Langevin’s STEM contest challenges students to create own app
Congressman Jim Langevin (D-RI) has announced the launch of the first Congressional science, technology, engineering and math (STEM) academic competition, the House Student App Challenge, for the Second Congressional District. Established by the U.S. House of Representatives in 2013, this competition is a nationwide event that invites high school students to compete by creating their own software application, or “app,” for mobile, tablet or computer devices. This competition is designed to promote innovation and engagement in the STEM education fields.
“As Co-Chair of the Congressional Career and Technical Education (CTE) Caucus, I believe that we must support programs and initiatives that produce a skilled workforce capable of remaining competitive in high-wage, high-skill careers, such as those involving the STEM disciplines,” said Langevin. “It is estimated that there will be an additional 8.5 million STEM job opportunities created in the next decade, so it is crucial that we prepare our young people to be successful in these in-demand careers. A skilled workforce is essential to making Rhode Island a desirable place to open and grow a business, and that work must start in the classroom.”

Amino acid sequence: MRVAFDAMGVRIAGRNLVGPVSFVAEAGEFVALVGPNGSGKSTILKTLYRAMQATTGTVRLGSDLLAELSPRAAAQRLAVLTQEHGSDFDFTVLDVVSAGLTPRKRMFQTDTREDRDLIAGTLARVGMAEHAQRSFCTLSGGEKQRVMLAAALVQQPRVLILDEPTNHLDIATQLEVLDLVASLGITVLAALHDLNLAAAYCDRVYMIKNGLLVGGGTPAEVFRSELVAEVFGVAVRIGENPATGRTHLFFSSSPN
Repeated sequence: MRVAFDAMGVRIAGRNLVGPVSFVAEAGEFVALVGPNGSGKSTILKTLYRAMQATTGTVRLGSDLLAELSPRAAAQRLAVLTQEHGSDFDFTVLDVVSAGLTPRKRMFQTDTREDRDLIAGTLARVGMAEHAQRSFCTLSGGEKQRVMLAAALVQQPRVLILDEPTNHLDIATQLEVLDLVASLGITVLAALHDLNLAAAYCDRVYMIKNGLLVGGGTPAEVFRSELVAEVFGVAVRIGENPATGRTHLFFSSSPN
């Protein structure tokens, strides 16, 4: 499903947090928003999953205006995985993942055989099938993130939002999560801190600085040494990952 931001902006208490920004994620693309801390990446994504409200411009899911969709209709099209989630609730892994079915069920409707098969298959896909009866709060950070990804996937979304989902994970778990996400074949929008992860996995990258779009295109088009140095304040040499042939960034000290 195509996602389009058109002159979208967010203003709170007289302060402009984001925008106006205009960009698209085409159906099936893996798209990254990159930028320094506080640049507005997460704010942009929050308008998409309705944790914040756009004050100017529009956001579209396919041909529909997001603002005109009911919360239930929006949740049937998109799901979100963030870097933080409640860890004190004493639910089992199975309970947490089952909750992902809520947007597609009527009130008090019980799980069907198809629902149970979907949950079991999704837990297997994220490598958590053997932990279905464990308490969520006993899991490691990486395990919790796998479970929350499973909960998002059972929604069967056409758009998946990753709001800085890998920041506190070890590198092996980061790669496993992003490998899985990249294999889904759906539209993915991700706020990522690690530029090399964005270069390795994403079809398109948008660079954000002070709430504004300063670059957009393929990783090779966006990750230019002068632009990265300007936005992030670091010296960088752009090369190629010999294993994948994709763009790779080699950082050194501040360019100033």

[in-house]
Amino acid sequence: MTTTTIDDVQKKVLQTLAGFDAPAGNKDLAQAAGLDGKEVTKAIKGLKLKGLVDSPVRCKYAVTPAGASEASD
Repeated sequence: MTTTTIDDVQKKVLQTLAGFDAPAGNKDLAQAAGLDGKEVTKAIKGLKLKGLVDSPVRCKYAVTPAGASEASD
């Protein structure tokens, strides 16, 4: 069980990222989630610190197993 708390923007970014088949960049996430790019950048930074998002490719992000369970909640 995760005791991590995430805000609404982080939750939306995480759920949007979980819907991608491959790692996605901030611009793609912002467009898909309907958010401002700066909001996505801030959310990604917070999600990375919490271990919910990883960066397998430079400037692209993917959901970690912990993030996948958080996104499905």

The House Student App Challenge is open to all high school students who live in, are eligible to attend public schools in, or are enrolled in school in the Second Congressional District. Students can participate as individuals or on teams of up to four students, and entries are being accepted now through April 30, 2014. Participants must sign up through Congressman Langevin’s website, as well as the competition portal at ChallengePost.com. Mentors will be available to answer questions and support participants during the contest submission period. Once the apps are complete, students must provide a YouTube or VIMEO video demonstration explaining their app and what they learned through the competition process. Application source code must be provided to Langevin’s office no later than April 30, 2014.
Completed apps will be judged by a panel of Rhode Island technology professionals, and will be evaluated based on concept, implementation and impact. Congressman Langevin will recognize the winning developer or developing team at a district awards presentation, and the app will be featured on the U.S. House of Representatives website. There will also be a display in the U.S. Capitol to honor all of the district-level winners.
More details on submitting a contest entry, the rules of the competition and helpful programming resources can be found on Rep. Langevin’s website at langevin.house.gov/serving-you/stem-competition.